Cold War[edit]

In June 1948, the division was rebuilt and activated at Fort Riley, Kansas to serve as a training division. Without its "Mountain" tab, the division served at the 10th Infantry Division for the next ten years.[4] The battalion was also rebuilt and delegated to commanding the training units.[3] The division was charged with processing and training replacements in large numbers. This mission was expanded with the outbreak of the Korean War in 1950. By 1953, the division had trained 123,000 new Army recruits at Fort Riley.[7]

In 1954, the division was converted to a combat division once again, though it did not regain its "Mountain" status.[7] Using equipment from the deactivating 37th Infantry Division, the 10th Infantry Division was deployed to Germany, replacing the 1st Infantry Division at Würzburg, serving as part of the North Atlantic Treaty Organization defensive force.[12] The division served in Germany for four years, until it was rotated out and replaced by the 3rd Infantry Division.[12] On 1 July 1957, the battalion was redesignated as the 10th Administration Company.[3] However, the company moved with the division to Fort Benning, Georgia, and was deactivated on 14 June 1958.[4]

Reactivation[edit]

In 1985, when the 10th Mountain Division was reactivated again, the Special Troops Battalion was not made a part of the organizational structure, in accordance with the new format of US Army Divisions per the 1963 Reorganization Objective Army Divisions plan.[3]

Upon the return of the division headquarters and 1st Brigade from Afghanistan after supporting Operation Enduring Freedom, the 10th Mountain Division began the process of transformation into a modular division. On 16 September 2004, the division headquarters finished its transformation, which returned the Special Troops Battalion to active service.[3] The 1st Brigade became the 1st Brigade Combat Team, 10th Mountain Division,[13] while the 3rd Brigade Combat Team, 10th Mountain Division was activated for the first time.[14] In January 2005, the 4th Brigade Combat Team, 10th Mountain Division was activated at Fort Polk, Louisiana.[15] 2nd Brigade Combat Team, 10th Mountain Division would not be transformed until September 2005, pending a deployment to Iraq.[16] Around that time, the Special Troops Battalion received its heraldry, including a coat of arms and a distinctive unit insignia.[17]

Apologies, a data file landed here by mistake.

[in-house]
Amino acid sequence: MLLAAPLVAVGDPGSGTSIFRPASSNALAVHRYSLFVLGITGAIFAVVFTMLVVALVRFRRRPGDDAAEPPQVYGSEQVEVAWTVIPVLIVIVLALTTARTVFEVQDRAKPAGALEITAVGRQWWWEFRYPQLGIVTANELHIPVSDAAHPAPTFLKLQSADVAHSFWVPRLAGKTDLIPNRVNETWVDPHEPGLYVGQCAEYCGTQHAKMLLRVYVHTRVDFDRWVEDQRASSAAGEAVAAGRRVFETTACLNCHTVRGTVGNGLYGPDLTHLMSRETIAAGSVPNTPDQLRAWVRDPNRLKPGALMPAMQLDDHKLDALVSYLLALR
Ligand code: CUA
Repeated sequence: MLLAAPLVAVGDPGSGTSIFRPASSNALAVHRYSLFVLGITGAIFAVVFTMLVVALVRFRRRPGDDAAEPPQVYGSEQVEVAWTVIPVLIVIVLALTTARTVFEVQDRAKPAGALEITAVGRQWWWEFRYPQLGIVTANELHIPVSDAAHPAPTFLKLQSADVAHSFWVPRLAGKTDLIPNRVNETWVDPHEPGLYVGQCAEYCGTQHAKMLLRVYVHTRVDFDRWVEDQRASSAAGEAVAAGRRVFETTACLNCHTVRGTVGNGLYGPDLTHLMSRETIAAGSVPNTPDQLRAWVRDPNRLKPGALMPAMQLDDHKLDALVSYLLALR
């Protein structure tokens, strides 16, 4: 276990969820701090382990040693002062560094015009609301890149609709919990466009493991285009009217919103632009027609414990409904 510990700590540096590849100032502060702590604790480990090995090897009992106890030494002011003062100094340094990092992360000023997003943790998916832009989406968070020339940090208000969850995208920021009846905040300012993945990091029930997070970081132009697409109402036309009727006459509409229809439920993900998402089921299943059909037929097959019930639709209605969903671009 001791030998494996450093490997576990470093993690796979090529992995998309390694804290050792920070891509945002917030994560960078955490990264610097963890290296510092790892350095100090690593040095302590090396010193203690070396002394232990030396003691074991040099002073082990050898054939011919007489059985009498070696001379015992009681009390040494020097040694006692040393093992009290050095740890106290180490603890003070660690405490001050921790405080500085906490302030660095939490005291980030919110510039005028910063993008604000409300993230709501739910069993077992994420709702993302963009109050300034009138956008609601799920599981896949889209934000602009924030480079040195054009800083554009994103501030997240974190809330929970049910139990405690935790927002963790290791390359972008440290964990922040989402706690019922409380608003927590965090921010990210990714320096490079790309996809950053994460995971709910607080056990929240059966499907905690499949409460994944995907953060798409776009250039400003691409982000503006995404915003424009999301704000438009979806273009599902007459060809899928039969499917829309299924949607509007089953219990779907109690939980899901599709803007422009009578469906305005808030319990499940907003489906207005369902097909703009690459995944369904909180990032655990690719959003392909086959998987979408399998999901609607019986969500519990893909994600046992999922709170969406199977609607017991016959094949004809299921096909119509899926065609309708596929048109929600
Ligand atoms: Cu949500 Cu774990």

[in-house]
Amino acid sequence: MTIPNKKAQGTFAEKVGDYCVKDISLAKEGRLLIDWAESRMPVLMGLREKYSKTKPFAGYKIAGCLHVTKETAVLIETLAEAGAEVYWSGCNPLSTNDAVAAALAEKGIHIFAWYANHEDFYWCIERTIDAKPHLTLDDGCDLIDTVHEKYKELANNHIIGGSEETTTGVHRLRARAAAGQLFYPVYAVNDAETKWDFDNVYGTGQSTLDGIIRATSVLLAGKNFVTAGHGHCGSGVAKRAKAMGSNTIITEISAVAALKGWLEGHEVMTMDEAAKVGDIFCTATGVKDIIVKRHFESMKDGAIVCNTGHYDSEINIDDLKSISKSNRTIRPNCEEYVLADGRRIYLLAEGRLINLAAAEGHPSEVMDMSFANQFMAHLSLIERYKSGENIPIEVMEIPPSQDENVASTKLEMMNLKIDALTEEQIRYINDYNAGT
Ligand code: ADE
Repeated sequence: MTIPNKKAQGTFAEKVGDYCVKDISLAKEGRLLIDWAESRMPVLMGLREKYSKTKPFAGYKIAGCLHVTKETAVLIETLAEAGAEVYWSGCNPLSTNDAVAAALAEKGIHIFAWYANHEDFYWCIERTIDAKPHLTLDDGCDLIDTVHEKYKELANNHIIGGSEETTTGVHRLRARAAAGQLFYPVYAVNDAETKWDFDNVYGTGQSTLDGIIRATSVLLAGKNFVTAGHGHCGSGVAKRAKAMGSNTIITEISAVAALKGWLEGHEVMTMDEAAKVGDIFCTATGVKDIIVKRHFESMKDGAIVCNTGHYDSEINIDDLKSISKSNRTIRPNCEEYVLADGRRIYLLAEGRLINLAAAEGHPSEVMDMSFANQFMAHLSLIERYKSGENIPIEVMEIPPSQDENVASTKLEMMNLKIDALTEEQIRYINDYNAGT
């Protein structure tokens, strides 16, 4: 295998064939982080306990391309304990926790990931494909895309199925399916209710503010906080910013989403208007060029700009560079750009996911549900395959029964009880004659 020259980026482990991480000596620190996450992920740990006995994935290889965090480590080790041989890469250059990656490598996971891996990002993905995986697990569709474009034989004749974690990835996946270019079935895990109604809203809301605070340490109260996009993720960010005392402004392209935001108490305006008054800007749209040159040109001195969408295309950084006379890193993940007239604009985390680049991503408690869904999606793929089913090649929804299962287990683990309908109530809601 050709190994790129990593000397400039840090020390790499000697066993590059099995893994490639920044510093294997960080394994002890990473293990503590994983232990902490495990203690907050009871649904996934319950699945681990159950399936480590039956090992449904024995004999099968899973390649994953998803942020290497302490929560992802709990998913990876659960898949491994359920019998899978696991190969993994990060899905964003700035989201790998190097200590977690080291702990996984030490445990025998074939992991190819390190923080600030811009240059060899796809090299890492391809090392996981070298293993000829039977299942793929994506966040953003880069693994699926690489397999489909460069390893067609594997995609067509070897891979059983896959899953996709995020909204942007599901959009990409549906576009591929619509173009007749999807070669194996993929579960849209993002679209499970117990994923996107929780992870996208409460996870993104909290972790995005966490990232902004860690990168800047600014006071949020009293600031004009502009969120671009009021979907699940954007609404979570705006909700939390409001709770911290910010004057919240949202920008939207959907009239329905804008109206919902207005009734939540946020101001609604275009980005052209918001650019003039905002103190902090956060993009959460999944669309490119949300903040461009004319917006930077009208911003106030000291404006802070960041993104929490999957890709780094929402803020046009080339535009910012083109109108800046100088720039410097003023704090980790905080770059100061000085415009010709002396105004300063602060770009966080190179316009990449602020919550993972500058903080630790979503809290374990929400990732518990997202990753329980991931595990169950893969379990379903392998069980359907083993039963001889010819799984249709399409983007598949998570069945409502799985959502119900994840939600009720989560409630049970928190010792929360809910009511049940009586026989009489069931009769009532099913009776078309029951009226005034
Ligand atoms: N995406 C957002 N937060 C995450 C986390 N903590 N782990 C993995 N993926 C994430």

10th Mountain Division troops from the 1st Battalion, 32nd Infantry hike through Kunar Province.

The division headquarters and 3rd Brigade Combat Team redeployed to Afghanistan in 2006, staying in the country until 2007.[12] The division and brigade served in the eastern region of the country, along the border with Pakistan, fulfilling a similar role as it did during its previous deployment.[18] During this time, the deployment of the brigade was extended along with that of the 4th Brigade Combat Team, 82nd Airborne Division, however, it was eventually replaced by the 173rd Airborne Brigade Combat Team which was rerouted from Iraq.[19]

After a one-year rest, the headquarters of the 10th Mountain Division was deployed to Iraq for the first time in April 2008, along with the 4th Brigade Combat Team. The division headquarters served as the command element for southern Baghdad, while the 4th BCT operated in North Baghdad. The 10th Mountain participated in larger scale operations such as Operation Phantom Phoenix. The headquarters of the 10th Mountain Division is currently deployed to Afghanistan in support of OEF XV and transitioning to the Resolute Support mission in Afghanistan.[20]